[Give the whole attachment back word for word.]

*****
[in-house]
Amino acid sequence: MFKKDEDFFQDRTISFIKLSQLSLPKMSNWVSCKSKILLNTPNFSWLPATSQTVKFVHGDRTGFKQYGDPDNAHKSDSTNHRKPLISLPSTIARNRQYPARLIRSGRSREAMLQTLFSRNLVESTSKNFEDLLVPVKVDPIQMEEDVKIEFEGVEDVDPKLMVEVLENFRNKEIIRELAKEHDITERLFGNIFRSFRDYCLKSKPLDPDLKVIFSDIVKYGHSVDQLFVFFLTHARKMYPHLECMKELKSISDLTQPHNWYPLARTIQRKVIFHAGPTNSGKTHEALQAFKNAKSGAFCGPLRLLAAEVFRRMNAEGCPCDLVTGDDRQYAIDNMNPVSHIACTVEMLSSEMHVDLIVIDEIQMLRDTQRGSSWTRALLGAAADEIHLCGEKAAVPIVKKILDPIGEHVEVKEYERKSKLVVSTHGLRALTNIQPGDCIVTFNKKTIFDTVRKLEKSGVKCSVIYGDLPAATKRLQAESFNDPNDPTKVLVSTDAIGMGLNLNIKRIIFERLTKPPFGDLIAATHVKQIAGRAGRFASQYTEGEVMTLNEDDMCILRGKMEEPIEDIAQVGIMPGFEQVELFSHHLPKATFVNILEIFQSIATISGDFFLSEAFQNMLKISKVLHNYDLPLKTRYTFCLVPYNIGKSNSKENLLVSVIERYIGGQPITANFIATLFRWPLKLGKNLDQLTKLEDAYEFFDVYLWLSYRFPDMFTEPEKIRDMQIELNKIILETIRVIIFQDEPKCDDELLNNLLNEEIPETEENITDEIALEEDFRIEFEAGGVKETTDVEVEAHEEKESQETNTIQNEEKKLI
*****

[in-house]
Amino acid sequence: MFKKDEDFFQDRTISFIKLSQLSLPKMSNWVSCKSKILLNTPNFSWLPATSQTVKFVHGDRTGFKQYGDPDNAHKSDSTNHRKPLISLPSTIARNRQYPARLIRSGRSREAMLQTLFSRNLVESTSKNFEDLLVPVKVDPIQMEEDVKIEFEGVEDVDPKLMVEVLENFRNKEIIRELAKEHDITERLFGNIFRSFRDYCLKSKPLDPDLKVIFSDIVKYGHSVDQLFVFFLTHARKMYPHLECMKELKSISDLTQPHNWYPLARTIQRKVIFHAGPTNSGKTHEALQAFKNAKSGAFCGPLRLLAAEVFRRMNAEGCPCDLVTGDDRQYAIDNMNPVSHIACTVEMLSSEMHVDLIVIDEIQMLRDTQRGSSWTRALLGAAADEIHLCGEKAAVPIVKKILDPIGEHVEVKEYERKSKLVVSTHGLRALTNIQPGDCIVTFNKKTIFDTVRKLEKSGVKCSVIYGDLPAATKRLQAESFNDPNDPTKVLVSTDAIGMGLNLNIKRIIFERLTKPPFGDLIAATHVKQIAGRAGRFASQYTEGEVMTLNEDDMCILRGKMEEPIEDIAQVGIMPGFEQVELFSHHLPKATFVNILEIFQSIATISGDFFLSEAFQNMLKISKVLHNYDLPLKTRYTFCLVPYNIGKSNSKENLLVSVIERYIGGQPITANFIATLFRWPLKLGKNLDQLTKLEDAYEFFDVYLWLSYRFPDMFTEPEKIRDMQIELNKIILETIRVIIFQDEPKCDDELLNNLLNEEIPETEENITDEIALEEDFRIEFEAGGVKETTDVEVEAHEEKESQETNTIQNEEKKLI